MLB COMPETITION COMMITTEE, JANUARY 2019
SESSION IV: Error replacement proposal, initial briefing and discussion
Proposal by Professor Rich Carzez, 28-year veteran scorekeeper of the Carolina League
SANDY ALDERSON: OK, let’s get started. If you didn’t get a sandwich and something to drink over there on the side—thanks, Tom—yes, if you didn’t grab refreshments be sure to get something. OK, we have professor, or doctor? Professor Carzez. He has a proposal for a statistic to replace the error, which obviously has its faults and difficulties and, ah, yes, so we’re going to hear this proposal and have some time afterward to ask some questions. Take it away, the projector and remote there should be working OK, yes?
RICH CARZEZ: Yes, thank you, Mr. Alderson. And thank you all for allowing me to present this, it’s an honor. I applaud you all for your open-mindedness in considering a replacement for the error.
This would, undeniably, be a shock to the system. The error has its permanent place on line scores. It’s involved in determining the most basic of statistics, embedded in the fabric of the game. Yet it’s increasingly apparent that the error, as currently defined, fails to accomplish its mission, fails to reflect reality in our contemporary understanding of the play on the field.
You may have seen several strong articles that explained, using Statcast data, why the error felt particularly ill-equipped to assess a Jackie Bradley Jr. play in August. In short, Bradley exceeded the abilities of most any other outfielder simply by getting close enough to get a glove on the ball, but was punished—in terms of the error—for not hauling it in. The hitter, meanwhile, was docked a few bases that, again, he would “earn” against most other fielders.
When issues like this are highlighted, many gravitate toward solutions that add factors into the process, such as Statcast’s catch probability metric. And while that technology is certainly promising and interesting, I think those ideas might be a bit too narrowly tailored. See—and I know I’m not breaking any news to the folks in this room—most serious evaluations of baseball don’t make much, or any, use of errors to study defensive performance. So, attempting to combine errors with measures of defensive ability, in my view, only muddies the waters and distracts from a) figuring out who is good at defense, and b) describing how a given set of events unfolded in a game and led to the result. Those two goals, I’m going to posit, don’t necessarily align.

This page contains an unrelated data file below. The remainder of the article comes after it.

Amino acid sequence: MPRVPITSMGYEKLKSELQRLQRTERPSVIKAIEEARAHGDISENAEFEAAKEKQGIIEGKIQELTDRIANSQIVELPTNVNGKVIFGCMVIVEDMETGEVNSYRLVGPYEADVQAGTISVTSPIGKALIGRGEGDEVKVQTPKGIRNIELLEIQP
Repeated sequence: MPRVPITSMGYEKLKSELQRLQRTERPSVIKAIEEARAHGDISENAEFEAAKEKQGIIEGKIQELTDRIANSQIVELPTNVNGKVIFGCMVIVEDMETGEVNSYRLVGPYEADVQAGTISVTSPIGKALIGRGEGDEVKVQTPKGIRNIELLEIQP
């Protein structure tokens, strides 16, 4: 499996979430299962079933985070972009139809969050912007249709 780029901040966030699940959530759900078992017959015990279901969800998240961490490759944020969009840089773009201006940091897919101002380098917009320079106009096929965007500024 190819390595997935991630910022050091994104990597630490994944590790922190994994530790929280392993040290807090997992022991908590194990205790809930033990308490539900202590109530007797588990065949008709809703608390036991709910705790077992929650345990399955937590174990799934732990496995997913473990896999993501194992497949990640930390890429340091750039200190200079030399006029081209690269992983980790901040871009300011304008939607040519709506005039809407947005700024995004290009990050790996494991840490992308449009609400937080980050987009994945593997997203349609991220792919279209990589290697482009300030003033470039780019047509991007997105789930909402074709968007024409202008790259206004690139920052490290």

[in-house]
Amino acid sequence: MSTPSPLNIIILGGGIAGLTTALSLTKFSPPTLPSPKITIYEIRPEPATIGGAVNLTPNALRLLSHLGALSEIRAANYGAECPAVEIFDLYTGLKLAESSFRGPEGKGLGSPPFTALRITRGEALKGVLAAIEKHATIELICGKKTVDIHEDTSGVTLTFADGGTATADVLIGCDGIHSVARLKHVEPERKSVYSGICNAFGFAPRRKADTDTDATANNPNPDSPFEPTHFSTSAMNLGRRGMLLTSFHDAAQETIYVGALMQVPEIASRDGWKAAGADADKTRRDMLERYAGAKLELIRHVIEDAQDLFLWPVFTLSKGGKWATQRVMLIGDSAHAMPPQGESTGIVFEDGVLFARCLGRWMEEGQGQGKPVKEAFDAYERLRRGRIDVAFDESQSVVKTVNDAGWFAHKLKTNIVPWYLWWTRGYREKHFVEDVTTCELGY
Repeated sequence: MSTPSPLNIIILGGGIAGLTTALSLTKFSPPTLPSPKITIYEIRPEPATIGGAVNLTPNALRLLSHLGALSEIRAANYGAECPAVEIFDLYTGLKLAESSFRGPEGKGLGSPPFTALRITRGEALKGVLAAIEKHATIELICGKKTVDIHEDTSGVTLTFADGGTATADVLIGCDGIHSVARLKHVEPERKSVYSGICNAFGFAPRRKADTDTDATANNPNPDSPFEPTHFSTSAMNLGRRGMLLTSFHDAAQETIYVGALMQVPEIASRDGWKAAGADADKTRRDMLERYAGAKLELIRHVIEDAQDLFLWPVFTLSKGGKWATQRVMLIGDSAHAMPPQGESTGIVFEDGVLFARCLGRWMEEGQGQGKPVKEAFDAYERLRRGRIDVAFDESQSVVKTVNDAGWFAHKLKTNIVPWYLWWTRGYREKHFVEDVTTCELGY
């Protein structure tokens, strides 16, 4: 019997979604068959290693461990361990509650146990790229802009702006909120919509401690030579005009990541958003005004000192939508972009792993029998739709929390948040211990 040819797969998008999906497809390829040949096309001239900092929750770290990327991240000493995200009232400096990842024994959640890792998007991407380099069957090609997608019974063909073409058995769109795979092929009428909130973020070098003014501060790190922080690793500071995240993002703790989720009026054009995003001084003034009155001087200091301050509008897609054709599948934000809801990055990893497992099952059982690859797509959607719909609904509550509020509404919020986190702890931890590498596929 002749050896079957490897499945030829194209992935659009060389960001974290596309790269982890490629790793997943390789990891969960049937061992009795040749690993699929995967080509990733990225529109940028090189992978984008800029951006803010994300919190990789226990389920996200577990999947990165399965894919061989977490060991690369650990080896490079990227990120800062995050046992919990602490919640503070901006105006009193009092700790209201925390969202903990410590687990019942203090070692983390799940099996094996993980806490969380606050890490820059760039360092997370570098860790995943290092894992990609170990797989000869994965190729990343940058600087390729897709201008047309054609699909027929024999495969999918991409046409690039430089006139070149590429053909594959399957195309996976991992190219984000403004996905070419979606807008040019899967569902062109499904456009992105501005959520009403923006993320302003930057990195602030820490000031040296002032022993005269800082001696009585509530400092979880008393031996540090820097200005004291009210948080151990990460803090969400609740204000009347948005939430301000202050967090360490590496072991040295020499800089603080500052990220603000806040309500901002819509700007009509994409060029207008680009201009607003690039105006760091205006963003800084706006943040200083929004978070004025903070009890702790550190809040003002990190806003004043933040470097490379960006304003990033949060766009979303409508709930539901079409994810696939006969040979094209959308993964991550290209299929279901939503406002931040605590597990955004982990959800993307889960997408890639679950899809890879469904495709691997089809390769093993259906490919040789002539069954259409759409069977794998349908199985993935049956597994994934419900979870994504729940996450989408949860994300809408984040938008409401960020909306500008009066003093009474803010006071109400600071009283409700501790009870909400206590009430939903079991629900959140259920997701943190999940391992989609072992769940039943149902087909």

To best determine what outcomes were the result of one player simply winning a battle—getting around on a high, 97 mph fastball—instead of a player making a mistake, we need fewer stipulations, restrictions and inputs, not more. Indeed, my stance is that the error’s impertinence in measuring defensive prowess affords us the opportunity to find an altogether better way to tell the story of how this batter got to second base, or how that man on first base ended up scoring. We have a chance to accurately identify and catalog results born of all mistakes made in the motion of a play—not only on defense, but on the base paths.
The statistic I’m proposing to capture these moments is called the “derp.”
JOHN SMOLTZ: Sorry, the … ?
CARZEZ: The derp, D-E-R-P. I’ll explain the name a bit later, but let me get a basic working definition out there.
A derp is any physical or mental miscue that clearly alters the action of a play, and costs one’s team a base or bases. Derps can be assessed to defenders, runners, or pitchers dealing with the running game. All derps are labeled by their total immediate cost in terms of position on the bases.
A couple examples: There’s a man on first base, and the hitter grounds a hard single up the middle. If the center fielder boots it and allows the lead runner to advance to third base, that’s a one-base derp. If the batter also advances to second base, it becomes a two-base derp. It’s credited to the hitter’s stat line as a single either way.
Now, let’s talk about baserunning. Here’s a simple one to start. A batter hits a line drive into right field that rolls to the wall, but he trips rounding first base, like Francisco Lindor on his first career hit.
The physical miscue makes a single out of what was clearly something more. That is counted as a double and a one-base derp.
[A PHONE BUZZES LOUDLY, VIBRATING THE BOARD ROOM TABLE]
JERRY DIPOTO: My apologies. Excuse me for a moment.
ALDERSON: So how can you award a double on that example? How can you be sure he would have made it to second base?
CARZEZ: Well, it’s a judgment call. It’s not dissimilar to how scorers award errors right now when a liner bounces off a third baseman’s glove or a dribbler ends up near the mound. Is it a hit? Is it an error? Those close plays make for a lot of tricky decisions, and scorers do the best they can. Right now, though, they are restricted from telling the story we know to be true in many cases. In others, they won’t be sure. Take this hit by Elvis Andrus.